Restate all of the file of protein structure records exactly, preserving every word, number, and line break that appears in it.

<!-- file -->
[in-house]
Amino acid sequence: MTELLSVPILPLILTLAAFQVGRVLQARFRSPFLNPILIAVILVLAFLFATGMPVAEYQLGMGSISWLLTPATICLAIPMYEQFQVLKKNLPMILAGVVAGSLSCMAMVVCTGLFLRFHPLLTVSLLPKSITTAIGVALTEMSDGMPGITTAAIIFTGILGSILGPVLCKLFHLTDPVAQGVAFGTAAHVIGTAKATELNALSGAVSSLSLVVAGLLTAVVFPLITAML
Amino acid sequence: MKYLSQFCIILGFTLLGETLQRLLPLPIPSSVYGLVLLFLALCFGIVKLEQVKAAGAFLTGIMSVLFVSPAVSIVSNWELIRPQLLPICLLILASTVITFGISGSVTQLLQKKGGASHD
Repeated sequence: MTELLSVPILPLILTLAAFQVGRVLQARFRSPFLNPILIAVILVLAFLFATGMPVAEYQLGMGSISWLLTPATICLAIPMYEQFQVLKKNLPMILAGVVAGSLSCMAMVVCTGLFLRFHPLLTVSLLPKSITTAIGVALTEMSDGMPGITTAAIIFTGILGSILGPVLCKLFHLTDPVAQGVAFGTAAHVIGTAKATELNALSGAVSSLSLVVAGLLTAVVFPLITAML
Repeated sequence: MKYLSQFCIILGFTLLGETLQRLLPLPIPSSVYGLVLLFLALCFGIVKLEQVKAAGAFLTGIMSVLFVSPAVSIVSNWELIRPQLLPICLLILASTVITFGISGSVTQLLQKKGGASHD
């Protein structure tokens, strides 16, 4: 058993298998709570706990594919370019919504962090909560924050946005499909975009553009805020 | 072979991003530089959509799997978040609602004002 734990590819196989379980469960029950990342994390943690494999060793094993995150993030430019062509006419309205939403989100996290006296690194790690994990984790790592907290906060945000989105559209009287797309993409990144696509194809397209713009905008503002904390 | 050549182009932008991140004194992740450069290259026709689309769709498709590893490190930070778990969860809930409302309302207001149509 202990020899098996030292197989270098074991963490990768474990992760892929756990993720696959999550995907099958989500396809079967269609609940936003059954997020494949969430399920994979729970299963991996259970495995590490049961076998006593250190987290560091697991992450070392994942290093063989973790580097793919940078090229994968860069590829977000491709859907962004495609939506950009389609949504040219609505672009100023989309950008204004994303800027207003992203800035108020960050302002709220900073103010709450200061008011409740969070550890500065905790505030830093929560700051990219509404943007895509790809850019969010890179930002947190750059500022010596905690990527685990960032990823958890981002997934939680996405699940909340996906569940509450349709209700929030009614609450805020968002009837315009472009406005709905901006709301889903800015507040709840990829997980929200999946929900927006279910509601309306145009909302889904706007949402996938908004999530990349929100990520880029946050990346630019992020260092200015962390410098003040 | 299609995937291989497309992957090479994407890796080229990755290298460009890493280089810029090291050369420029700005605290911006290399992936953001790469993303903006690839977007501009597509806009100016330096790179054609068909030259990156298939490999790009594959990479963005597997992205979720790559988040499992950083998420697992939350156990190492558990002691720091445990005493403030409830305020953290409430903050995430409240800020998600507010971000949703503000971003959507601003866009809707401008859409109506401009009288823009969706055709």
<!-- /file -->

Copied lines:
[in-house]
Amino acid sequence: MTELLSVPILPLILTLAAFQVGRVLQARFRSPFLNPILIAVILVLAFLFATGMPVAEYQLGMGSISWLLTPATICLAIPMYEQFQVLKKNLPMILAGVVAGSLSCMAMVVCTGLFLRFHPLLTVSLLPKSITTAIGVALTEMSDGMPGITTAAIIFTGILGSILGPVLCKLFHLTDPVAQGVAFGTAAHVIGTAKATELNALSGAVSSLSLVVAGLLTAVVFPLITAML
Amino acid sequence: MKYLSQFCIILGFTLLGETLQRLLPLPIPSSVYGLVLLFLALCFGIVKLEQVKAAGAFLTGIMSVLFVSPAVSIVSNWELIRPQLLPICLLILASTVITFGISGSVTQLLQKKGGASHD
Repeated sequence: MTELLSVPILPLILTLAAFQVGRVLQARFRSPFLNPILIAVILVLAFLFATGMPVAEYQLGMGSISWLLTPATICLAIPMYEQFQVLKKNLPMILAGVVAGSLSCMAMVVCTGLFLRFHPLLTVSLLPKSITTAIGVALTEMSDGMPGITTAAIIFTGILGSILGPVLCKLFHLTDPVAQGVAFGTAAHVIGTAKATELNALSGAVSSLSLVVAGLLTAVVFPLITAML
Repeated sequence: MKYLSQFCIILGFTLLGETLQRLLPLPIPSSVYGLVLLFLALCFGIVKLEQVKAAGAFLTGIMSVLFVSPAVSIVSNWELIRPQLLPICLLILASTVITFGISGSVTQLLQKKGGASHD
């Protein structure tokens, strides 16, 4: 058993298998709570706990594919370019919504962090909560924050946005499909975009553009805020 | 072979991003530089959509799997978040609602004002 734990590819196989379980469960029950990342994390943690494999060793094993995150993030430019062509006419309205939403989100996290006296690194790690994990984790790592907290906060945000989105559209009287797309993409990144696509194809397209713009905008503002904390 | 050549182009932008991140004194992740450069290259026709689309769709498709590893490190930070778990969860809930409302309302207001149509 202990020899098996030292197989270098074991963490990768474990992760892929756990993720696959999550995907099958989500396809079967269609609940936003059954997020494949969430399920994979729970299963991996259970495995590490049961076998006593250190987290560091697991992450070392994942290093063989973790580097793919940078090229994968860069590829977000491709859907962004495609939506950009389609949504040219609505672009100023989309950008204004994303800027207003992203800035108020960050302002709220900073103010709450200061008011409740969070550890500065905790505030830093929560700051990219509404943007895509790809850019969010890179930002947190750059500022010596905690990527685990960032990823958890981002997934939680996405699940909340996906569940509450349709209700929030009614609450805020968002009837315009472009406005709905901006709301889903800015507040709840990829997980929200999946929900927006279910509601309306145009909302889904706007949402996938908004999530990349929100990520880029946050990346630019992020260092200015962390410098003040 | 299609995937291989497309992957090479994407890796080229990755290298460009890493280089810029090291050369420029700005605290911006290399992936953001790469993303903006690839977007501009597509806009100016330096790179054609068909030259990156298939490999790009594959990479963005597997992205979720790559988040499992950083998420697992939350156990190492558990002691720091445990005493403030409830305020953290409430903050995430409240800020998600507010971000949703503000971003959507601003866009809707401008859409109506401009009288823009969706055709």